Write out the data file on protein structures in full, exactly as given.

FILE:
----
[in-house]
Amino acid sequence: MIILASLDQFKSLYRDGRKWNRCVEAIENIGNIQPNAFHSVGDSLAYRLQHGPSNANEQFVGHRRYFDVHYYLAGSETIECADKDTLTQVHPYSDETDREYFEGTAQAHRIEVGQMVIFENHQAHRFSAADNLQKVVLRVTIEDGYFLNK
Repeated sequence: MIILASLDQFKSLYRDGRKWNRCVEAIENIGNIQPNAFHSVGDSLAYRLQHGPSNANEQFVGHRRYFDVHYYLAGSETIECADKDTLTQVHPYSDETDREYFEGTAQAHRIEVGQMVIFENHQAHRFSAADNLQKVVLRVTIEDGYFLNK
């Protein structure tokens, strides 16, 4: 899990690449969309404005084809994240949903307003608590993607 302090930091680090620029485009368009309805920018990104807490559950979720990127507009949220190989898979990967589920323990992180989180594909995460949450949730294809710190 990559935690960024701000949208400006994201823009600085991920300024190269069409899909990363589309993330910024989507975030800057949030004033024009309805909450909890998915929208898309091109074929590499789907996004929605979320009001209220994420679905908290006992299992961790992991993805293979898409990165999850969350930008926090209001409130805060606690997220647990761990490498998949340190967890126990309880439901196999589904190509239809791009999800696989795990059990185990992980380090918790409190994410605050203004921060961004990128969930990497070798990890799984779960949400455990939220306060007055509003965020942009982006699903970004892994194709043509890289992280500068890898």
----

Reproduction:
[in-house]
Amino acid sequence: MIILASLDQFKSLYRDGRKWNRCVEAIENIGNIQPNAFHSVGDSLAYRLQHGPSNANEQFVGHRRYFDVHYYLAGSETIECADKDTLTQVHPYSDETDREYFEGTAQAHRIEVGQMVIFENHQAHRFSAADNLQKVVLRVTIEDGYFLNK
Repeated sequence: MIILASLDQFKSLYRDGRKWNRCVEAIENIGNIQPNAFHSVGDSLAYRLQHGPSNANEQFVGHRRYFDVHYYLAGSETIECADKDTLTQVHPYSDETDREYFEGTAQAHRIEVGQMVIFENHQAHRFSAADNLQKVVLRVTIEDGYFLNK
């Protein structure tokens, strides 16, 4: 899990690449969309404005084809994240949903307003608590993607 302090930091680090620029485009368009309805920018990104807490559950979720990127507009949220190989898979990967589920323990992180989180594909995460949450949730294809710190 990559935690960024701000949208400006994201823009600085991920300024190269069409899909990363589309993330910024989507975030800057949030004033024009309805909450909890998915929208898309091109074929590499789907996004929605979320009001209220994420679905908290006992299992961790992991993805293979898409990165999850969350930008926090209001409130805060606690997220647990761990490498998949340190967890126990309880439901196999589904190509239809791009999800696989795990059990185990992980380090918790409190994410605050203004921060961004990128969930990497070798990890799984779960949400455990939220306060007055509003965020942009982006699903970004892994194709043509890289992280500068890898």